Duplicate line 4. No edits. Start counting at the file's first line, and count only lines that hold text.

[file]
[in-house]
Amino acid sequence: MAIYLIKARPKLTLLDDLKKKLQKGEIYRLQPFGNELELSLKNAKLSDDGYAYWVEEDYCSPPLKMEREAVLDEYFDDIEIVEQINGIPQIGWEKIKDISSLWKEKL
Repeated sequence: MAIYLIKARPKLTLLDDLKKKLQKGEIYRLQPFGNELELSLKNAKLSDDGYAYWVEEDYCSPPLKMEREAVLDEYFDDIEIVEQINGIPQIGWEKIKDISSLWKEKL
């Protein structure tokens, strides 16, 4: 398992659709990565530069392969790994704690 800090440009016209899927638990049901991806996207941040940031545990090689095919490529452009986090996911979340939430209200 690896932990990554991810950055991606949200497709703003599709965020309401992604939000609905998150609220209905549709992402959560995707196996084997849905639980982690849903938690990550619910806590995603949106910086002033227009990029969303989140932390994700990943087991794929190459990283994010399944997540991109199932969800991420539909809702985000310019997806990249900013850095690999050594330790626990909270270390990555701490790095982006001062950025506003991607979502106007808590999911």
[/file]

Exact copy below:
């Protein structure tokens, strides 16, 4: 398992659709990565530069392969790994704690 800090440009016209899927638990049901991806996207941040940031545990090689095919490529452009986090996911979340939430209200 690896932990990554991810950055991606949200497709703003599709965020309401992604939000609905998150609220209905549709992402959560995707196996084997849905639980982690849903938690990550619910806590995603949106910086002033227009990029969303989140932390994700990943087991794929190459990283994010399944997540991109199932969800991420539909809702985000310019997806990249900013850095690999050594330790626990909270270390990555701490790095982006001062950025506003991607979502106007808590999911």